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Europe Data Protection Digest | Notes from the IAPP Europe Managing Director, 27 January 2017 Related reading: EPRS releases report on EU-UK data transfers post-Brexit


Greetings from Brussels,

This week I write to you from the annual Computers, Privacy and Data Protection conference here in Brussels. The global data protection community and associated stakeholders have converged once again in the city to attend three days of debate across a wide base of privacy, data protection and technological issues. This year, the main theme of the conference is artificial intelligence. Moreover, it is worth noting that this year marks the 10th anniversary of the conference. It has grown considerably since its inception in 2007, when 100 participants enjoyed a two-day event that has now grown to more than 1,000 participants over a three-day period. For my money, next to our IAPP Data Protection Congress, CPDP is the other EU conference on the privacy conference calendar that is a must-attend.

Suffice to say, the program is comprehensive, and there is something for everyone; it's far too much to cover here. However, the general opinion I have been privy to from privacy pros and thought leaders here suggests it’s their best program to date. One particular panel I was interested in, in light of the nascent Trump presidency, was our very own IAPP session on the state of trans-Atlantic privacy in 2017, chaired by IAPP VP of Research and Education Omer Tene. The panel guests were Terrell McSweeny of the Federal Trade Commission and Paul Nemitz of the European Commission. The last time I saw Tene chair a panel with European and U.S. public sector counterparts coincided with the morning we learned of the U.S. election shock result at the IAPP Congress in November. The timing then was surreal; this panel promised to be equally as intriguing.

Naturally, in what concerns trans-Atlantic privacy, and Privacy Shield in particular, the question that everyone wants assurance on is what impact the political upheaval of the Trump election will have on the effectiveness of the Privacy Shield, which is up for review before the summer. The European Commission position is clear: The Shield is in place and should be functioning regardless of the change in U.S. administration. Nemitz accepted that, as with all new governments and administrations, there is often a change in outlook, although he hoped that industry would put in a "good word" with the new administration. Nemitz added that “self-certified statements need to be verified and deemed credible, and the FTC needs to undertake regular checks followed with the appropriate action — we expect companies to demonstrate that Privacy Shield has been adhered to."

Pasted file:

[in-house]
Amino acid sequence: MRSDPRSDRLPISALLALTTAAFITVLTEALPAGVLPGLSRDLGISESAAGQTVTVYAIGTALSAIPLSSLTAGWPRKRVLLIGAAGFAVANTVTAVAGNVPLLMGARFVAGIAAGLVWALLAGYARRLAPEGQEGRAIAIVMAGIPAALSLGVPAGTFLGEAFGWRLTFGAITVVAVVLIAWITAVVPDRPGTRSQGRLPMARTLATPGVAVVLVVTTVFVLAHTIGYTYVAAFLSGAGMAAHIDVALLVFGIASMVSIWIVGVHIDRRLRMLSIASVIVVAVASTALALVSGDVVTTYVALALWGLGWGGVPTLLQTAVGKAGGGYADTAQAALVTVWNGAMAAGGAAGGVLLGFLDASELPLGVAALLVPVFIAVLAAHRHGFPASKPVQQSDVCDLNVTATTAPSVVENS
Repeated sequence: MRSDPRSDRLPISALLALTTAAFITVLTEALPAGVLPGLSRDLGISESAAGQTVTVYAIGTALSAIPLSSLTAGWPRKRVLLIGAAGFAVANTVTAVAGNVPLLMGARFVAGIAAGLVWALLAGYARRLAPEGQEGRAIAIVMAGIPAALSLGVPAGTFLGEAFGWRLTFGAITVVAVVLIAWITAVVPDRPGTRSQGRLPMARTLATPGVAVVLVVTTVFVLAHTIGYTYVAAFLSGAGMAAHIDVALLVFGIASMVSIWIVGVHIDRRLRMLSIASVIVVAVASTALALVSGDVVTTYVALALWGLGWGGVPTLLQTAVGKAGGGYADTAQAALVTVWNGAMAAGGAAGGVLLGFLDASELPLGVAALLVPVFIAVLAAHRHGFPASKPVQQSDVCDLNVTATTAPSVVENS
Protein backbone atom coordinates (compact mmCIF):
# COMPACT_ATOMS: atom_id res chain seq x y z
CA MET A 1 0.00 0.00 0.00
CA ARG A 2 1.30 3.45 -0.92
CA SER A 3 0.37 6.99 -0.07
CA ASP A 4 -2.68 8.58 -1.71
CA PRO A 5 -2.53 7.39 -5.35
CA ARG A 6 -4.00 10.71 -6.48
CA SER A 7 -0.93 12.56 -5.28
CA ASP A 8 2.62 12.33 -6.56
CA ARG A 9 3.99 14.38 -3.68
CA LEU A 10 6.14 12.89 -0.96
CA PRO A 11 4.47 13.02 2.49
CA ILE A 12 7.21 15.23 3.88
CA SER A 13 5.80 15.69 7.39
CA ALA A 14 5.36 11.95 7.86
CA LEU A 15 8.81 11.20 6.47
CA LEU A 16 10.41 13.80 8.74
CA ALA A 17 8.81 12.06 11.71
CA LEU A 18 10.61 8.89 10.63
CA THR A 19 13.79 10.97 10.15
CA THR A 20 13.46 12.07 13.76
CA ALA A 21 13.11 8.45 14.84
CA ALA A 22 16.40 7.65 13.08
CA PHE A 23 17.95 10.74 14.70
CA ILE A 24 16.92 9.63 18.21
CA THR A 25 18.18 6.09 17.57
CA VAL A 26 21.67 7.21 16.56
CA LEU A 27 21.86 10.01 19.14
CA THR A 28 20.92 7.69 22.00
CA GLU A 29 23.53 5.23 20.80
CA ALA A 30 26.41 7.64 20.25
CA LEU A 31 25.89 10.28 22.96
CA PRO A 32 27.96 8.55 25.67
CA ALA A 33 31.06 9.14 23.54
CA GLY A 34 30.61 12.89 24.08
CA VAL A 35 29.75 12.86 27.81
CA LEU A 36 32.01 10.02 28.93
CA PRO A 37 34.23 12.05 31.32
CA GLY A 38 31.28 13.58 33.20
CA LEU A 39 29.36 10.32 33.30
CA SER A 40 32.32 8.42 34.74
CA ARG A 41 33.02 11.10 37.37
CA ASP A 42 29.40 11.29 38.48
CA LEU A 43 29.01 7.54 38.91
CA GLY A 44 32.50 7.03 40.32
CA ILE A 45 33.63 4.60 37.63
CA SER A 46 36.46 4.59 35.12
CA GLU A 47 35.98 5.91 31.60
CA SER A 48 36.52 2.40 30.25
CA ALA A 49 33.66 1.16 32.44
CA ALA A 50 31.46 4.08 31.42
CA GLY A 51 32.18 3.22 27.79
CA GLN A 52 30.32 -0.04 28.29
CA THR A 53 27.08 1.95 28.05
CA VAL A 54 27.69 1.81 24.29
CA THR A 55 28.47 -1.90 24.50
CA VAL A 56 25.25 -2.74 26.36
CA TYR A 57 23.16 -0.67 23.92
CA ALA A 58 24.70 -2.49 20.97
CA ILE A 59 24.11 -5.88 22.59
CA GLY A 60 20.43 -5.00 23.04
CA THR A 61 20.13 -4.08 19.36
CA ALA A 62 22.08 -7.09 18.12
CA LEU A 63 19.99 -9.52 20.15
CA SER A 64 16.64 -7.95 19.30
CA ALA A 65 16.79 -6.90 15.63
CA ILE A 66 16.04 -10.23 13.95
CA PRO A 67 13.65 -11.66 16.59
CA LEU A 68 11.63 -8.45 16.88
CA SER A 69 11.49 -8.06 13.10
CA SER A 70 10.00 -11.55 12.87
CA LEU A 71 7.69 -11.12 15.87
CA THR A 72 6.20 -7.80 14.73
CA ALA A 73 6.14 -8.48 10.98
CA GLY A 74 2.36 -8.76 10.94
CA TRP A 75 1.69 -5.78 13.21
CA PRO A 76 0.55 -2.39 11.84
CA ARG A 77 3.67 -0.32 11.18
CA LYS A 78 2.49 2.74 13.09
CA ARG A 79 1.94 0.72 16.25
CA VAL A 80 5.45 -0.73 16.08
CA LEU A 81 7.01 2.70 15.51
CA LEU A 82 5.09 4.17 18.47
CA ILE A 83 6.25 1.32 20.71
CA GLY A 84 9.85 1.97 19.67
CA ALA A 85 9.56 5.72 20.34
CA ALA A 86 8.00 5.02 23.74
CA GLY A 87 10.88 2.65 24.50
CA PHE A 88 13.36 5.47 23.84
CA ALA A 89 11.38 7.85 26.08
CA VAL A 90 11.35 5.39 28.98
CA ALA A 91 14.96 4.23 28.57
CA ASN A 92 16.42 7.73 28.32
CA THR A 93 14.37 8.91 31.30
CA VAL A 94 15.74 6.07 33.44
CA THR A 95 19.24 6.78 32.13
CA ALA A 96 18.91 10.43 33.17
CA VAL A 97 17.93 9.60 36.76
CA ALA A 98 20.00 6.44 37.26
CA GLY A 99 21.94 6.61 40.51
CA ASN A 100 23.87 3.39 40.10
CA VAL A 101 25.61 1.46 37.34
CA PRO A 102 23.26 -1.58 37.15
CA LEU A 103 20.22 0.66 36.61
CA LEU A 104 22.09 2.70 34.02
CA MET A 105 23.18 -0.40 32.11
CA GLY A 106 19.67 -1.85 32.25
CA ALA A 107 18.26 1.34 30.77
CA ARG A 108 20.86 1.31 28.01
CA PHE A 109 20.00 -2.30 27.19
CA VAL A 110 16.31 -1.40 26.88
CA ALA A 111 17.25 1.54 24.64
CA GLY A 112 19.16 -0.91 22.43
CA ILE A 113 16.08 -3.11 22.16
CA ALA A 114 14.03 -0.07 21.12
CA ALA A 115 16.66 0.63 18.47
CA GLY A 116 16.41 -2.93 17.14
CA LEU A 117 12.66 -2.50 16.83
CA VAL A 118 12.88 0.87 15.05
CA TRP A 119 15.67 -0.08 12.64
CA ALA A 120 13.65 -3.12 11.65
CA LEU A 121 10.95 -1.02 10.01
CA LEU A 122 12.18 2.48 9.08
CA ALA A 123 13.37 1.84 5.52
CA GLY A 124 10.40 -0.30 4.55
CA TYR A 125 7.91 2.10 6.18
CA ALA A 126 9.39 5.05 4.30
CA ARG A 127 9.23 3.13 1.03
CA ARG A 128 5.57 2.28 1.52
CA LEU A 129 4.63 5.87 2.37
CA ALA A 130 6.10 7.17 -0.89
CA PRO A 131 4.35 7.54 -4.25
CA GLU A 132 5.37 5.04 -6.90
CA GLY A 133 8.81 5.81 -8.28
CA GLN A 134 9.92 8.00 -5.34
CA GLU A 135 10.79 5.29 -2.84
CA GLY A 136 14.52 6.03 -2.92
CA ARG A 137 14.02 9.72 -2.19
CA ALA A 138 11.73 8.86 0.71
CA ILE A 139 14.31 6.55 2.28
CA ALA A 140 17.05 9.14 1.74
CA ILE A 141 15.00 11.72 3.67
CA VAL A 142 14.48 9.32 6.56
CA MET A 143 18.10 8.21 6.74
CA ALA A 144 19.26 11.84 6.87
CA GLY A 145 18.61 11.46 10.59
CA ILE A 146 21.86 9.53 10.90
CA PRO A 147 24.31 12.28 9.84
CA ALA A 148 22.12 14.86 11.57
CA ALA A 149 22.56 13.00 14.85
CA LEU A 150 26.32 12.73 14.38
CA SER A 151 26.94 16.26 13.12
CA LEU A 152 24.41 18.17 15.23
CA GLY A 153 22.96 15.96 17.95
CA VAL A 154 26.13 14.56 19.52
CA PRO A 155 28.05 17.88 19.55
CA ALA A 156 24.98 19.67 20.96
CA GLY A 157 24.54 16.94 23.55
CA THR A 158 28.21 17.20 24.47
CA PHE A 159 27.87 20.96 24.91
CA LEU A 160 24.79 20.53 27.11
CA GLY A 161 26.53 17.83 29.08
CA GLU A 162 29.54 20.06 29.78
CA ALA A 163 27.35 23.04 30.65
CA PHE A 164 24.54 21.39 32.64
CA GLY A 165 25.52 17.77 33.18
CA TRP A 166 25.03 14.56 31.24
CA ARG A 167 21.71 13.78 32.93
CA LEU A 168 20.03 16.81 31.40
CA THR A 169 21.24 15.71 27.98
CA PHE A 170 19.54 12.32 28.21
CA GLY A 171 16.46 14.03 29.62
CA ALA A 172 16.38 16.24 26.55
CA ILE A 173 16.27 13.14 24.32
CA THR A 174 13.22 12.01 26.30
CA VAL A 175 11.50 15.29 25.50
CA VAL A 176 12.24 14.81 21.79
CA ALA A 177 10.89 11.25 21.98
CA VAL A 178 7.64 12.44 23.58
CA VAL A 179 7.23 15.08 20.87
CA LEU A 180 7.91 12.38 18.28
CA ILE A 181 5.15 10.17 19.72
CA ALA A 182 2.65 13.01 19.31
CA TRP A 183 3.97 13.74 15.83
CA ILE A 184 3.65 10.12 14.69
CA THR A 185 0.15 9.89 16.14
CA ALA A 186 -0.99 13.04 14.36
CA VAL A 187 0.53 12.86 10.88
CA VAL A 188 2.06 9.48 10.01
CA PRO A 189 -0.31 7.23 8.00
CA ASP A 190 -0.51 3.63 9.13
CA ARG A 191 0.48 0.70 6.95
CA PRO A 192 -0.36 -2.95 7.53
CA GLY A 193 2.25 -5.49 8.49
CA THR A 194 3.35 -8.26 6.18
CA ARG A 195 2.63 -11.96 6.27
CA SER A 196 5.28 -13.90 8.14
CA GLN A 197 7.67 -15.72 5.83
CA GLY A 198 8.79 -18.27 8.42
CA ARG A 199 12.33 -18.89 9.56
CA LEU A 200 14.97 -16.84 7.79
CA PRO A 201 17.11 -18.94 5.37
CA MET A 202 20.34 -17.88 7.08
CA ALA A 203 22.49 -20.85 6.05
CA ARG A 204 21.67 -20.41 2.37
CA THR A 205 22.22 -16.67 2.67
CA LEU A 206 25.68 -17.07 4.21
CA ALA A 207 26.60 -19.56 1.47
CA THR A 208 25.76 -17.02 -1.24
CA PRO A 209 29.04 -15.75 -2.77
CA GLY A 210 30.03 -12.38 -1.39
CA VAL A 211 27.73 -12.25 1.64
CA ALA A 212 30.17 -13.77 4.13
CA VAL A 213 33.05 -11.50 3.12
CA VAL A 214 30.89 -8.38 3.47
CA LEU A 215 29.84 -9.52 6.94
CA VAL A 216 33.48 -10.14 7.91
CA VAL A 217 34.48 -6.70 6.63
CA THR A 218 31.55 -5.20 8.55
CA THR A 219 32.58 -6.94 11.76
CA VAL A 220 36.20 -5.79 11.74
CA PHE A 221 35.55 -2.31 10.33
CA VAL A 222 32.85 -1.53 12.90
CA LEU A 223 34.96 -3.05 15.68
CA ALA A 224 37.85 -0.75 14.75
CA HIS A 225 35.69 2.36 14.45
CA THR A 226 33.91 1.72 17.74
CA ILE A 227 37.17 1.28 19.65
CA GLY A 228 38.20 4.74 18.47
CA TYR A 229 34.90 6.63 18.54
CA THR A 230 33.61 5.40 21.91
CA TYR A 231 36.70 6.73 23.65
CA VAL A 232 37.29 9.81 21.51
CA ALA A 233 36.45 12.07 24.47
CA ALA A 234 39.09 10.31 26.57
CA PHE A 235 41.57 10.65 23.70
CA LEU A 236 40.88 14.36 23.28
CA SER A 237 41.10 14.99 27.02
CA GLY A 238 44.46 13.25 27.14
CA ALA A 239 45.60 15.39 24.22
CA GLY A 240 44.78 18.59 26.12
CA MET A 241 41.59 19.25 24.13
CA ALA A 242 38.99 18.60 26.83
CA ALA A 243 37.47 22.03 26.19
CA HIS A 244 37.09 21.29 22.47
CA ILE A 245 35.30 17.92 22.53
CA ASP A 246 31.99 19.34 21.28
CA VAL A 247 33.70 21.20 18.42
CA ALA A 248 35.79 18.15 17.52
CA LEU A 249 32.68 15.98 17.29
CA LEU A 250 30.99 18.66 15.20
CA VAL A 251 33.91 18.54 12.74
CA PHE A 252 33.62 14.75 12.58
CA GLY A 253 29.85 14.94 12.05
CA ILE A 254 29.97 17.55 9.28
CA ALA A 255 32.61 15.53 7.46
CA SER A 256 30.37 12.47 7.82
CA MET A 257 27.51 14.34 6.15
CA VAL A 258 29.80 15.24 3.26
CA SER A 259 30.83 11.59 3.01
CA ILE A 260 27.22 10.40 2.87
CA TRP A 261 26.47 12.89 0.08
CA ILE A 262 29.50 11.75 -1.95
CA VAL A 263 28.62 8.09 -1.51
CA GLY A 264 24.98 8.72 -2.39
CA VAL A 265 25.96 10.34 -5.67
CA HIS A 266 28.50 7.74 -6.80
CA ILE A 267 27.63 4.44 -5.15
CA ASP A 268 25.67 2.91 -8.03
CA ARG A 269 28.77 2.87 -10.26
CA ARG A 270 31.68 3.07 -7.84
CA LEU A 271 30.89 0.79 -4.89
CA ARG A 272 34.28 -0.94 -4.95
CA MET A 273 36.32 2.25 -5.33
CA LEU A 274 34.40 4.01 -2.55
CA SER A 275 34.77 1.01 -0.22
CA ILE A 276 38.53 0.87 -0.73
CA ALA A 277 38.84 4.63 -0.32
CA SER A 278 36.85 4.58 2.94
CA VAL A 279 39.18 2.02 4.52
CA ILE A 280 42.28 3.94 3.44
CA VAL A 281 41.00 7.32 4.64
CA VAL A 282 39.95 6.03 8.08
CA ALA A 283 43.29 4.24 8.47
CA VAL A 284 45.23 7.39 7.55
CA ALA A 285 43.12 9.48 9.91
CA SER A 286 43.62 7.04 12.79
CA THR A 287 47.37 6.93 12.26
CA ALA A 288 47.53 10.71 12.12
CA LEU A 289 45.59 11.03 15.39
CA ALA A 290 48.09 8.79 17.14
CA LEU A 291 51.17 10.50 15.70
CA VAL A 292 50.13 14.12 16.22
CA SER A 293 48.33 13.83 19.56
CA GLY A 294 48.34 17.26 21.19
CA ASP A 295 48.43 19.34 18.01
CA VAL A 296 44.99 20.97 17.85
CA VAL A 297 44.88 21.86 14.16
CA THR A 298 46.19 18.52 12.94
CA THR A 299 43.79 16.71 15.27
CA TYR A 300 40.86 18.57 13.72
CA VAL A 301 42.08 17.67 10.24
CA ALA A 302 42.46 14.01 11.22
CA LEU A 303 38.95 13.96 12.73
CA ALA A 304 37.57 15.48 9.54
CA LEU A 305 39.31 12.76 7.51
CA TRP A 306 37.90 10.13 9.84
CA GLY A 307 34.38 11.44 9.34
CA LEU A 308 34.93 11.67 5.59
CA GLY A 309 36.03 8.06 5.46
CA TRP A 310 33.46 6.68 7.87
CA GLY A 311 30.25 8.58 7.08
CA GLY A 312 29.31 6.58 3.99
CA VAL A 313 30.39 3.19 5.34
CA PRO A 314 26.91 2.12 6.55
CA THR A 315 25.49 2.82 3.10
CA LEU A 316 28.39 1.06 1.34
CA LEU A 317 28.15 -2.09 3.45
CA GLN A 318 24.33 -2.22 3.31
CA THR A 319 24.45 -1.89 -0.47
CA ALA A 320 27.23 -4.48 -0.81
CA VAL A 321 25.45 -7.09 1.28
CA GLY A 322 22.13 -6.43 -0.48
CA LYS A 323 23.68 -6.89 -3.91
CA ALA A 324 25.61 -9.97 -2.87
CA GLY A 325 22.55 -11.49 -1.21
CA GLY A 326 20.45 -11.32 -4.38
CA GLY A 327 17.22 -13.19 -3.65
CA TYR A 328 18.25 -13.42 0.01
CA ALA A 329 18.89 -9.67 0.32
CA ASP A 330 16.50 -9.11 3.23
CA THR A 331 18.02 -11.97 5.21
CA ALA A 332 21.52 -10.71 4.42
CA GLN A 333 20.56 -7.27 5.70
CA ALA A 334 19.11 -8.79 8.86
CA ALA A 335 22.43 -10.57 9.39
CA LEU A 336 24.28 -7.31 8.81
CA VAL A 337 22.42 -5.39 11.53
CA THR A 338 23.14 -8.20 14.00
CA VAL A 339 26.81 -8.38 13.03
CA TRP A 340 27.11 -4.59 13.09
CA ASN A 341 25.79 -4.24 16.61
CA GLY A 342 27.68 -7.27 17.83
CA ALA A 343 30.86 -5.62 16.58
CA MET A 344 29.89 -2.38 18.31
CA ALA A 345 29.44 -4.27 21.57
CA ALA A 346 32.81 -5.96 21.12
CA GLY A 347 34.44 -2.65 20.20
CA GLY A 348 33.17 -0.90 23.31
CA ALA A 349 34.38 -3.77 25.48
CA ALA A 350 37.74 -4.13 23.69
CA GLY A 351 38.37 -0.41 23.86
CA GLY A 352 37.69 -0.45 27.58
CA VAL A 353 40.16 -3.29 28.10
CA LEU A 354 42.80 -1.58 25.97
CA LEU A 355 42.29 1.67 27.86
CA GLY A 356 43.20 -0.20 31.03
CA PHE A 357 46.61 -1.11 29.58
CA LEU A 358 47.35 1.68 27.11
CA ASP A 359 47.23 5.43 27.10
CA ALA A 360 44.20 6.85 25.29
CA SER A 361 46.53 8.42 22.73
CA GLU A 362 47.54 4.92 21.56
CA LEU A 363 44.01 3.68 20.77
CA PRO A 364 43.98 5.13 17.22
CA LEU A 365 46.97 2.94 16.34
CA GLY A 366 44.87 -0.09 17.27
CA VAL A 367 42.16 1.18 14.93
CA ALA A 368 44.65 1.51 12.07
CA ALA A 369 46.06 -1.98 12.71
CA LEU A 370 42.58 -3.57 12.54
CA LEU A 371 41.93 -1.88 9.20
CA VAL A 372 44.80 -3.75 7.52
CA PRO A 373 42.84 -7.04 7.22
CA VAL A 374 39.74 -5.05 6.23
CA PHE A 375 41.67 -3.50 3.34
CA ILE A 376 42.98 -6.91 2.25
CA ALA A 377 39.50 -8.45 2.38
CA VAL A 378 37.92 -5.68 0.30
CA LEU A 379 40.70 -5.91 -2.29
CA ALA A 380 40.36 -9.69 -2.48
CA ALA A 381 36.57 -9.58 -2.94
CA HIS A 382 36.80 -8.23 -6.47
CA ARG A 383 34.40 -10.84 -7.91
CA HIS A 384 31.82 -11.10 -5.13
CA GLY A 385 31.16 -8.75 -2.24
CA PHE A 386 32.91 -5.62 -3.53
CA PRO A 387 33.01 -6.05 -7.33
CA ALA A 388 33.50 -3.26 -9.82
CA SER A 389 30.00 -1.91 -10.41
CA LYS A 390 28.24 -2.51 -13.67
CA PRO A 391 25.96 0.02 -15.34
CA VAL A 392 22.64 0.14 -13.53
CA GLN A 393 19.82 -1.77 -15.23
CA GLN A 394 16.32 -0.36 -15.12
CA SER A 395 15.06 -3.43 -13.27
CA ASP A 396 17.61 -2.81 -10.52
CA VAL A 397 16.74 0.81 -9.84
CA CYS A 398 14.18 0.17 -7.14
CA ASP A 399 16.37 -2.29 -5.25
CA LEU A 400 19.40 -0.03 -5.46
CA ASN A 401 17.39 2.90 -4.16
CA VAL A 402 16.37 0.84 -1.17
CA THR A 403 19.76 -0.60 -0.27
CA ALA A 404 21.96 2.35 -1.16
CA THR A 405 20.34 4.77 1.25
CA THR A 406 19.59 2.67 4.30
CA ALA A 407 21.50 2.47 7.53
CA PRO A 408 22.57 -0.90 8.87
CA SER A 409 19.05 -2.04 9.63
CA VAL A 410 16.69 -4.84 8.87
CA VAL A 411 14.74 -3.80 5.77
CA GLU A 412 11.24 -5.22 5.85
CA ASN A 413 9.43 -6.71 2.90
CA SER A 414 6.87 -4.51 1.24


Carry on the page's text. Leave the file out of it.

McSweeny was understandably limited in being able to make policy statements, given the on-going transition taking place in the U.S. Nevertheless, speaking frankly, if not on behalf of the FTC specifically, she was of the hope that the FTC’s commitments and work toward ensuring an effective Privacy Shield would remain meaningful. With the imminent departure of commissioner Ramirez, the FTC is currently a couple of commissioners shy of their quota of five. It has also been recently announced that President Trump has designated the other remaining Commissioner, Maureen Ohlhausen, as Acting Chairwoman of the FTC; emphasis on the acting, perhaps.

If you weren’t aware, there will a significant shake-up in key political appointees in Washington, which always accompanies a change in presidential administration, to the tune of around 4,000 senior posts. McSweeny reiterated that the FTC is functioning despite a reduction in numbers, and that the commission will continue to be responsive and ensure that commitments are being followed. Furthermore, she cited that the FTC remained committed to doing its own investigations and has already prioritized the resources to ensure appropriate company checks.

The timing of political change in the U.S. could probably not have been more unfavorable for the Privacy Shield, but my sense from Commissioner McSweeny’s comments is that the FTC — as it is currently mandated  — remains committed to its agreements and sees a continued role in the global regulatory enforcement community. We will wait and see how the new political environment shapes up to back those statements. You have to think that Privacy Shield mechanisms could well be threatened by the new administration. We will know soon enough.





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